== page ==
Member Since: February 19, 2009

Country: United States



Back in 2003, I was in need of a Microchip ICD but didn’t want to spend big money on it. I found a company called Olimex that made a clone and Sparkfun was the only distributor in the US. I’ve been a customer ever since.


SparkFun Forum Moderator

Programming Languages

A dozen Assembly languages, C, C++, VB, VHDL, Verilog


Worcester Polytechnic Institute (WPI) 2002


Embedded electronics, signal processing, motion control, automation, etc.


Motorcycles, electronics, marksmanship

  • Wound a little tight aren’t we?

  • Oskar Blues - Ten Fiddy. So delicious and readily available in New Hampshire!

  • I still have my Olimex ICD clone that I bought from you back in the middle of 2003. It’s been great to see the success that SparkFun has accomplished in the marketplace. I’m also proud to be trusted with the forum moderation (and then some) even though I’m not an employee. Here’s to another 10 great years!

  • Hey Nate… Your lights are showing!

  • I’ve had the privilege of working outside the US in the UK and Denmark and the attitude towards alcohol is amazingly different. In the UK it was fairly routine to walk across the street and have a couple of pints with lunch. In Denmark beer, wine, and assorted snacks were served every Friday around noon and the rest of the afternoon was effectively a beer social. In both cases work continued to get done and employee morale remained high. The idea of happy employee being a productive employee (even outside of having a beer) is so foreign in the American workplace it’s borderline rediculous. At least when I travel for work, they can’t control where I go to eat!


  • I’m still kicking myself for not taking their tour when you guys had me up for your Christmas party last year. I had no idea they were just up the road.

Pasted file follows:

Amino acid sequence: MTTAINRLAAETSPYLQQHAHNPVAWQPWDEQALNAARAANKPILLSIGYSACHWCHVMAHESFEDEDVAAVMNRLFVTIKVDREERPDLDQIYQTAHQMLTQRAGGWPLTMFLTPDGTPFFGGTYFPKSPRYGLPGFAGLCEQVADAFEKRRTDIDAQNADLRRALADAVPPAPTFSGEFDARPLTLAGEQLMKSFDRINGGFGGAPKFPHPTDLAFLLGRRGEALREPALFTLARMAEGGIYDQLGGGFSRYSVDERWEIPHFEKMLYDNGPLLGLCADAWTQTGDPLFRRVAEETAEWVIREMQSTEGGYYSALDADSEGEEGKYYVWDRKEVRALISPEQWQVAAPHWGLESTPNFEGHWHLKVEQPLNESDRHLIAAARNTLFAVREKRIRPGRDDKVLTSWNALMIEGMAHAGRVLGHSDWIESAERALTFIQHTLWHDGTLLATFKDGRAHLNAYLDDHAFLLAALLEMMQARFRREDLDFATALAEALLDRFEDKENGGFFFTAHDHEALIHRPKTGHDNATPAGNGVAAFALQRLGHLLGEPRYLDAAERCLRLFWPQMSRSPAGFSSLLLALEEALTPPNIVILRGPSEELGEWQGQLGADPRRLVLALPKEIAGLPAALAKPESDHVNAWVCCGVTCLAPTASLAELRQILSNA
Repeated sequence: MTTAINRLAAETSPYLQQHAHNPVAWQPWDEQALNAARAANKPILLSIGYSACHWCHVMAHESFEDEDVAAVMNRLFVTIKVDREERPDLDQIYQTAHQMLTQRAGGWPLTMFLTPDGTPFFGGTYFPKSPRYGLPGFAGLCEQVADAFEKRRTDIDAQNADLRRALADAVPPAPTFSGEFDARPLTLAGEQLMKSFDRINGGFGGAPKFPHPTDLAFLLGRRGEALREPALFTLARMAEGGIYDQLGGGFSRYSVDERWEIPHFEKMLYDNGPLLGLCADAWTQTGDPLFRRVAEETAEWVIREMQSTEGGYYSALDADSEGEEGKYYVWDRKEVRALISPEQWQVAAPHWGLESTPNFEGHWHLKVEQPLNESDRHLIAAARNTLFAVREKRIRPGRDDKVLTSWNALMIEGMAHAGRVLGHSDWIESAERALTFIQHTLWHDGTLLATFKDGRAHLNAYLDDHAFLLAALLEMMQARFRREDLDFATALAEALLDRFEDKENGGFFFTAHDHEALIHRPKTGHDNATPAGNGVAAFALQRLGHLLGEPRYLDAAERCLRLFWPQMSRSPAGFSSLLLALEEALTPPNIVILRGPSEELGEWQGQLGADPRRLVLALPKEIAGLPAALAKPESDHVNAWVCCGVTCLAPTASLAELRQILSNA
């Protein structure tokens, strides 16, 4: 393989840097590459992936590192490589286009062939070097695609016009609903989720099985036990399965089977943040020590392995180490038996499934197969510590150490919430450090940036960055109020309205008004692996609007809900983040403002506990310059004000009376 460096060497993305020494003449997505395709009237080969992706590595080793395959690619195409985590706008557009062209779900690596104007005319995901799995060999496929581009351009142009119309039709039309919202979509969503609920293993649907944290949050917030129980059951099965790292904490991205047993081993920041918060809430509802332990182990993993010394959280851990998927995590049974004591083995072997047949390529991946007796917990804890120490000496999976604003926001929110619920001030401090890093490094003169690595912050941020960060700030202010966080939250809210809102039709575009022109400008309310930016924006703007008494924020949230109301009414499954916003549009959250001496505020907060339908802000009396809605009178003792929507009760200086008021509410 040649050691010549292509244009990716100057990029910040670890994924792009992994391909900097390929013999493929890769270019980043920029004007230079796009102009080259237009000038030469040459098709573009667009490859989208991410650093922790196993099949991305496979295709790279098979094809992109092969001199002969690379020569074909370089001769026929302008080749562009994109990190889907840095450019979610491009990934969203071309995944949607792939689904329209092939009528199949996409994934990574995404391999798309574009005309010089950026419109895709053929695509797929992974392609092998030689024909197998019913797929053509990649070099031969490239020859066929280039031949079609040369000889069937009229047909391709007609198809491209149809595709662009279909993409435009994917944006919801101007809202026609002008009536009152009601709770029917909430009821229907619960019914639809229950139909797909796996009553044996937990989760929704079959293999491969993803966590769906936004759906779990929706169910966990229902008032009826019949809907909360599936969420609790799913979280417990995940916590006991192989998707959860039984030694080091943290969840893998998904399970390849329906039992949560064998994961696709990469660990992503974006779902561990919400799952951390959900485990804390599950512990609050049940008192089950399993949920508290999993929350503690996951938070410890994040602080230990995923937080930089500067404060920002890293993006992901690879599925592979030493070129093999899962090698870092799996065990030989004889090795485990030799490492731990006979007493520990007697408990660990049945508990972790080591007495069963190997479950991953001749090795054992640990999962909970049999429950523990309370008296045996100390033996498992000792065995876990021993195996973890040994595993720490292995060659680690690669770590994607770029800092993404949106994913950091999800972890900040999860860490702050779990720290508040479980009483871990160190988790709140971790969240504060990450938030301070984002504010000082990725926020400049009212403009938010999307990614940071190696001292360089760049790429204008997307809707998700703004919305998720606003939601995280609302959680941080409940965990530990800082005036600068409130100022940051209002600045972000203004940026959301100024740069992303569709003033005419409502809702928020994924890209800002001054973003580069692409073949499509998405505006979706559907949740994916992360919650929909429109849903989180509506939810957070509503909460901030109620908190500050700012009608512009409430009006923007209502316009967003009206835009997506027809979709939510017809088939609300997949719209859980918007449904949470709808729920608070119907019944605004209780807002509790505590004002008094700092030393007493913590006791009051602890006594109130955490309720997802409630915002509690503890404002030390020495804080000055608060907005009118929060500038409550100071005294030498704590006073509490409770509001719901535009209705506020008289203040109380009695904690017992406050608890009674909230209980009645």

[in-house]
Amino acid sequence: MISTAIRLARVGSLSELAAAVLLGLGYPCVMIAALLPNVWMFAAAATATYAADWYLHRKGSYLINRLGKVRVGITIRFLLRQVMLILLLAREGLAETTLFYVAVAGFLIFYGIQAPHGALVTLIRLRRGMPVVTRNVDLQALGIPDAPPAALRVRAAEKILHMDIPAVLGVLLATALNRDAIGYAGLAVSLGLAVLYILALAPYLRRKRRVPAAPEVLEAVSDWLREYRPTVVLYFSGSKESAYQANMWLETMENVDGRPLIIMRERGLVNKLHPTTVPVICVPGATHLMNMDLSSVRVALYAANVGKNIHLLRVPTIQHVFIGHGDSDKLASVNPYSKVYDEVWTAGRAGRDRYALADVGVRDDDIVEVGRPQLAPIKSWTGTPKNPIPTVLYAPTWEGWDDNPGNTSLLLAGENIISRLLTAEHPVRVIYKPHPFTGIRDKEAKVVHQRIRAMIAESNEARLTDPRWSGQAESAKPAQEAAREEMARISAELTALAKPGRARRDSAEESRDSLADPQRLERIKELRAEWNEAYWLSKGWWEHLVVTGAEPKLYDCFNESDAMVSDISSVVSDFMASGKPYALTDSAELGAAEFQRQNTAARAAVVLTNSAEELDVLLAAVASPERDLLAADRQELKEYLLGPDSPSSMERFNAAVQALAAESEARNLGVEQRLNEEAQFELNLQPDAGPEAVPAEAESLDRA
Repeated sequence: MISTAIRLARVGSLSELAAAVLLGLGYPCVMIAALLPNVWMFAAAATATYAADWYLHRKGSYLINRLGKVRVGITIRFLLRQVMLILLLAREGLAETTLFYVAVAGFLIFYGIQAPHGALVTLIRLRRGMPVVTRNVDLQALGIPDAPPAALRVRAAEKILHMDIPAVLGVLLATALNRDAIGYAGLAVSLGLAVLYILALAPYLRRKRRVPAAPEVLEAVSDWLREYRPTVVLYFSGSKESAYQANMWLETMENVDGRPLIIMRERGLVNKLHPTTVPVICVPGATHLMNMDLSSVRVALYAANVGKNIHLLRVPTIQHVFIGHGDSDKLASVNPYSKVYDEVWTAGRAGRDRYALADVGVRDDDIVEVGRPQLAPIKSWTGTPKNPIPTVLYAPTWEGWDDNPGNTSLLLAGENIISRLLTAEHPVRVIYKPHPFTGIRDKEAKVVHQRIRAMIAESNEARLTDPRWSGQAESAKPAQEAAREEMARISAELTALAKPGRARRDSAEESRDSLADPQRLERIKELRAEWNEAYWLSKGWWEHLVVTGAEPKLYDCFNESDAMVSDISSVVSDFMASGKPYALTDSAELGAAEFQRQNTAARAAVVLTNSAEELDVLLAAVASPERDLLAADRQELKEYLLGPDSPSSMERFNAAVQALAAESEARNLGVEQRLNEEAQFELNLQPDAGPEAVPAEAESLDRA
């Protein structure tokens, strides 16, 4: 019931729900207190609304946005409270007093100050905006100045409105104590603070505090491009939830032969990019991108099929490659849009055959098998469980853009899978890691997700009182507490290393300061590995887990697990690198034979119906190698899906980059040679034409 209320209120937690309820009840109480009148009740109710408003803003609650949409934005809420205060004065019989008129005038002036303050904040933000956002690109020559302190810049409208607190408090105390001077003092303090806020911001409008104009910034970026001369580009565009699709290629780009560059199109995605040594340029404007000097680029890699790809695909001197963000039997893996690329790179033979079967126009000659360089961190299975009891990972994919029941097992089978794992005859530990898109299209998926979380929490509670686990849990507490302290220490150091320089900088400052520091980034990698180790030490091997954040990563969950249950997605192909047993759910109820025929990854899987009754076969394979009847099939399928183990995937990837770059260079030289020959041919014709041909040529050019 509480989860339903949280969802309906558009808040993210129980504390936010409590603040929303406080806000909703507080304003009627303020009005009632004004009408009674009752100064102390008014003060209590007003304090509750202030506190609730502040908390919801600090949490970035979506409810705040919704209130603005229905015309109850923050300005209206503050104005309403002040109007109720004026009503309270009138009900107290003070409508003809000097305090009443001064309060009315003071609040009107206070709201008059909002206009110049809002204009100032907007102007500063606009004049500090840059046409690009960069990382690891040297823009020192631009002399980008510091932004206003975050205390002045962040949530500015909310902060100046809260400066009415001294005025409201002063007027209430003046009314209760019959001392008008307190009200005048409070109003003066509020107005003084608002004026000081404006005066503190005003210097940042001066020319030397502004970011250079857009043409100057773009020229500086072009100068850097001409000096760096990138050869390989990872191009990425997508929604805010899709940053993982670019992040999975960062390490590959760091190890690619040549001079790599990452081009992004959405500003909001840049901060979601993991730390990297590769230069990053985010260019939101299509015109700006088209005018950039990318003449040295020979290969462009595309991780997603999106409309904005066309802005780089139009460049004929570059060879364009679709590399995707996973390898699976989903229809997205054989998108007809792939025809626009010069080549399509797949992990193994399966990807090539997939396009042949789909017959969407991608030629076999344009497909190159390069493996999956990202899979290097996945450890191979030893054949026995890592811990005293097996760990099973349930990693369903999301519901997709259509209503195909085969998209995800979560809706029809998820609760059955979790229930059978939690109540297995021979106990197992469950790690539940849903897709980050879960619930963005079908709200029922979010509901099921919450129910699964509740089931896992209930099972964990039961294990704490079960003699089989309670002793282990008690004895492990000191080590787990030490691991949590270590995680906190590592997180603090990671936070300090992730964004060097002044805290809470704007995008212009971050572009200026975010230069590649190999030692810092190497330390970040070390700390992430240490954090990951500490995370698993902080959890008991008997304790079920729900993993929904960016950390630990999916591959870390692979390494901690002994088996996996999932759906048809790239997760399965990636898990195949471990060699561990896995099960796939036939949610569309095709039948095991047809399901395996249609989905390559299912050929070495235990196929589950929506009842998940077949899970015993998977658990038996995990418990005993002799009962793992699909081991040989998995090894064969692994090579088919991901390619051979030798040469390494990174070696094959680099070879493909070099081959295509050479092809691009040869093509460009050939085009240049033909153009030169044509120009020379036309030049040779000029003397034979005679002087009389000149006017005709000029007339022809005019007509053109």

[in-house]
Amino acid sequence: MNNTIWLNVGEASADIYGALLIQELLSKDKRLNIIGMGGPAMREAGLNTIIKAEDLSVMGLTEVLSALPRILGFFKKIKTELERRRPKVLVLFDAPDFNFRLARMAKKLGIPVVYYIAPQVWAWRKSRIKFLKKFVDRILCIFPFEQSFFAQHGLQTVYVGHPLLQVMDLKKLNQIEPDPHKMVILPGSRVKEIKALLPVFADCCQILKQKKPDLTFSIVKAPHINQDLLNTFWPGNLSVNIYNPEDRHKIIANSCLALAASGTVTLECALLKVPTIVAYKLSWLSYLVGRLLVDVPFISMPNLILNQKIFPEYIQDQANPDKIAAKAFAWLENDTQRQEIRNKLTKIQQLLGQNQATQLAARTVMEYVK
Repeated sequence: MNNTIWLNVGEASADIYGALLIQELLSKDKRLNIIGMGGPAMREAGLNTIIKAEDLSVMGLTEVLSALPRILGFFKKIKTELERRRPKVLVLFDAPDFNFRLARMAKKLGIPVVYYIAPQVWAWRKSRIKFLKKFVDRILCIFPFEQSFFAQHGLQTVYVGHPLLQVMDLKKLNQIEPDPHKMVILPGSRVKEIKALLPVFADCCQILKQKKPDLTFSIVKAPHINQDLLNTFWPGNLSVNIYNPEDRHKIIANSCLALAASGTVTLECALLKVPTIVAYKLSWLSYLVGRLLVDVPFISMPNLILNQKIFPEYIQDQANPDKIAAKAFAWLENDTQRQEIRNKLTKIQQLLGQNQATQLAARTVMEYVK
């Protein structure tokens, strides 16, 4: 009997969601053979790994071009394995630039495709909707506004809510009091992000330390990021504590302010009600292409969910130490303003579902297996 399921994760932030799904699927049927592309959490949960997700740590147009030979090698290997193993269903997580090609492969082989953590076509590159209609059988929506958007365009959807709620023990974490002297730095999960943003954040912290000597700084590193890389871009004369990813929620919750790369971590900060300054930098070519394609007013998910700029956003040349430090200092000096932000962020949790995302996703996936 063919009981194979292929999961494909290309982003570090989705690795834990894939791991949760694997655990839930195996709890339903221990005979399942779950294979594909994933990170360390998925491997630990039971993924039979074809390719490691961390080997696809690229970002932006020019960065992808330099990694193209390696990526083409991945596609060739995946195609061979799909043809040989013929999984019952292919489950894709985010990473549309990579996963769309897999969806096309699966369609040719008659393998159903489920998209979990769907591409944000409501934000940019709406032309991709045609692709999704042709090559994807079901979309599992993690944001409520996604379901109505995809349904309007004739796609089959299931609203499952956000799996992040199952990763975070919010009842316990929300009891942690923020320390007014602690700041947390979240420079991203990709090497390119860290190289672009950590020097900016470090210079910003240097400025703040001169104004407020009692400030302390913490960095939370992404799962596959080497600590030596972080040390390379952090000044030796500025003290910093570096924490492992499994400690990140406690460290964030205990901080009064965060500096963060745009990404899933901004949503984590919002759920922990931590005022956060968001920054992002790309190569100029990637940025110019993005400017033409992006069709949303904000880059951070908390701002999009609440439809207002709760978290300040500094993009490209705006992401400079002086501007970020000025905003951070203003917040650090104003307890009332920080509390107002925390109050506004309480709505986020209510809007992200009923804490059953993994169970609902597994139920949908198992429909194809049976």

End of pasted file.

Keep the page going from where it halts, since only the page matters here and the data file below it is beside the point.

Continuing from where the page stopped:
• Oskar Blues - Ten Fidy… Damn you’re delicious! I’m surprised I can even find it in NH.

  • You poor deprived soul!

  • Making money is always the mission of a commercial software developer. To think otherwise is naive. As a matter of fact I do have a couple of Linux machines at home. I also have a DEC AlphaServer running Tru-64 UNIX. My combo-breaker of experience should suffice for this argument.

    You didn’t suggest, you stated that the low adoption rate of Linux is in part due to the bad rep of hackers. Stating the contrary doesn’t undo your previous post.

    I’m not missing anything. You have an unrational aversion to Windows, you can’t explain why Windows is so bad, you make up statistics, you think Linux is the be all end all operating system, and you use unnecessary bolds and italics in your comments.

  • You seem misguided about the quality of Windows. Windows works so well that people spend significant amounts of money on it despite there being a free Linux alternative. People don’t avoid Linux because of its hacker culture. People avoid it because it isn’t as good of a desktop OS as Windows.

    In the end, it all boils down to economics. When you are a small company trying to target the most people with the least amount of money, you go after the Windows crowd first and then you add a $10 fee and go after the Mac crowd. Linux is rarely a money maker for a developer and until it gets a larger market share it will continue lag behind Windows and Mac solutions.

No public wish lists :(